I agree Duff Brenna in her assessment of how characters in literature are motivated by their raging emotions and not by reason, common sense or wisdom. One cannot merely act upon how they feel, especially if those emotions are negatives. Negatives emotions, if acted upon, will lead to negative actions; whereas positive emotions will leads to positive actions. In the play, Romeo and Juliet, The Capulet’s and The Montegue’s hated each other’s families. The literary term I used to best describe the story is irony.
The irony in the story was that the two families were feuding and the two cross lovers fell in love. The main character in the story that relates to my interpretation of the quote by Brenna is Romeo. Romeo was a teenaged Capulet. He was tall with dark brown eyes. Romeo killed other people and bought poison to kill his self afterwards. For an example, Tybalt was Juliet’s cousin. Romeo and Tybalt were never in agreement with anything. When Romeo tried to be nice to Tybalt, Tybalt got aggressive and attacked him. That behavior resulted in Romeo’s killing of Tybalt.
There are many themes that are represented in the story Of Mice and Men by John Steinbeck. The theme that I will focus on is idealism. The two main characters of this novel, George and Lennie, always dreamed on having a dream farm. Lennie loved to play with any animal that had soft hair. The story consisted of mice, rabbits and a dog. That dream that they had doesn’t get fulfilled because George killed Lennie. George killed Lennie because Lennie had a mental disorder. It was George’s responsibility to take care of him. Lennie was just too much for George to handle, so George had no choice to kill him.
Everybody in the story realized that the two men weren’t going anywhere in life. For an example, Crook expresses his doubt about the dream. Nobody ever gets into heaven and nobody gets any land. Crook is simply referring not only to literal ownership, but the dream of contentment about what these simple men fantasize. John Steinbeck’s Of Mice and Men revealed the dreams as well as the pains that these two men experienced in their lives. The actions of the characters in The Tragedy of Romeo and Juliet and Of Mice and Men were motivated by their emotions and not by reason.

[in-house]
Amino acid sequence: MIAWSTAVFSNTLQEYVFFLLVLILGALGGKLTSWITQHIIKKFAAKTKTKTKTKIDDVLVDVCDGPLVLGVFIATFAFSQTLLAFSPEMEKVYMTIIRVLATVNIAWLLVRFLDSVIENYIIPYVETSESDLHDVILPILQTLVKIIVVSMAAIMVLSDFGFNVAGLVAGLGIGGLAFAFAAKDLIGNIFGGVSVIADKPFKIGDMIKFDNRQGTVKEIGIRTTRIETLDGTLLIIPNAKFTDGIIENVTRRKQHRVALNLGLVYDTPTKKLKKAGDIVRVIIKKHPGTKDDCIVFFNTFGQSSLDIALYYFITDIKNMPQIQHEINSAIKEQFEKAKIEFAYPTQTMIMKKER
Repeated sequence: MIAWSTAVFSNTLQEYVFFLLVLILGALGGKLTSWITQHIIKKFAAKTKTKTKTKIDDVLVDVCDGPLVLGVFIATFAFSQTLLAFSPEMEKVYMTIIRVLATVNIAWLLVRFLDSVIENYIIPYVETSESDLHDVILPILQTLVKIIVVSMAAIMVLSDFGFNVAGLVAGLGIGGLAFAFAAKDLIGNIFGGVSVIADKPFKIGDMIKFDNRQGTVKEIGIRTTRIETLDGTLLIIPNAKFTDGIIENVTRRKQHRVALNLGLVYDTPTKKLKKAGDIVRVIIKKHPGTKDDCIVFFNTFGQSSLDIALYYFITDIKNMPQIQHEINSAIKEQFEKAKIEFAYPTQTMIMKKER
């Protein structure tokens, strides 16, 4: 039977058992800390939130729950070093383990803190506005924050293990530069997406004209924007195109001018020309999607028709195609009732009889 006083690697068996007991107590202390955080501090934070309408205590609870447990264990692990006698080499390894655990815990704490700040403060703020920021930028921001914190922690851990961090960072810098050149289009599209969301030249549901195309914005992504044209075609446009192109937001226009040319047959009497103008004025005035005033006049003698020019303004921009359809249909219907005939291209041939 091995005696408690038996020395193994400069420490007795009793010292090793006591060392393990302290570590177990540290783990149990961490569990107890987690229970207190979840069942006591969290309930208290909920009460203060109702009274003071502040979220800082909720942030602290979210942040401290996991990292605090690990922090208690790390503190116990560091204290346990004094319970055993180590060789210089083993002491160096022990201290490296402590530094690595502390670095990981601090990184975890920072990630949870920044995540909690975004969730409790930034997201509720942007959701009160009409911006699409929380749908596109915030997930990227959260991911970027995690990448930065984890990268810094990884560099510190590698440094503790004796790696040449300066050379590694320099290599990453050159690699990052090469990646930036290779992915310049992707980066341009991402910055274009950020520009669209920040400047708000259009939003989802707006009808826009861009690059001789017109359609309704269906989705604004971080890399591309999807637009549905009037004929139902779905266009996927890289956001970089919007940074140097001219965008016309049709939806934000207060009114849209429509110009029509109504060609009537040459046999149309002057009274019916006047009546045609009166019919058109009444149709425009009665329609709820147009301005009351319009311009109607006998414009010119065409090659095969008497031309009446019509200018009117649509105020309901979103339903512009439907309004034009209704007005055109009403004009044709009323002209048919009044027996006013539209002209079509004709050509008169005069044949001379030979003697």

Duff Brenna is accurate in her statement that “All literature shows us the power of emotion. It is emotion, not reason, which motivates characters in literature. ” Romeo in Romeo and Juliet and George in Of Mice and Men both committed actions based upon the negative emotions that they were experiencing. Had they given much thought to the emotions that they were feeling; and had they applied sound reason, I am convinced that their actions would have been different and so would the overall stories of the books.
Module 3: Abstractions
Computer scientists invent computational processes (e.g., search engines, GPS software, and operating systems), that are then packaged as functional abstractions for others to use.
They also harness abstraction to correctly and efficiently solve real-world problems. These problems are usually complicated enough that they must be decomposed into smaller problems that human beings can understand and solve. Once solved, each of these smaller pieces becomes a functional abstraction that can be used in the solution to the original problem.
The ability to think in abstract terms also enables us to see similarities in problems from different domains. For example, the following are similarities in different domains:
techniques based on the behaviors of crowds and insect swarms
the operations of cellular membranes
how networks of neurons make decisions
Functional abstraction can be applied in computation by following the sequence of steps:
1. Identify the problem, defining the input and output.2. Design an algorithm to solve it ~ an algorithm is a sequence of statements that transform an input into a correct output.3. Implement the algorithm by writing it in a high-level program.4. Run/execute the program on a computer to initiate the computation that gives the output.
1. Complete the exercise in the worksheet attached.
2. Test out your algorithm.
3. Refine and tweak as needed.
4. Reflect on the activity.
5. Submit your algorithm, answer key, and reflections.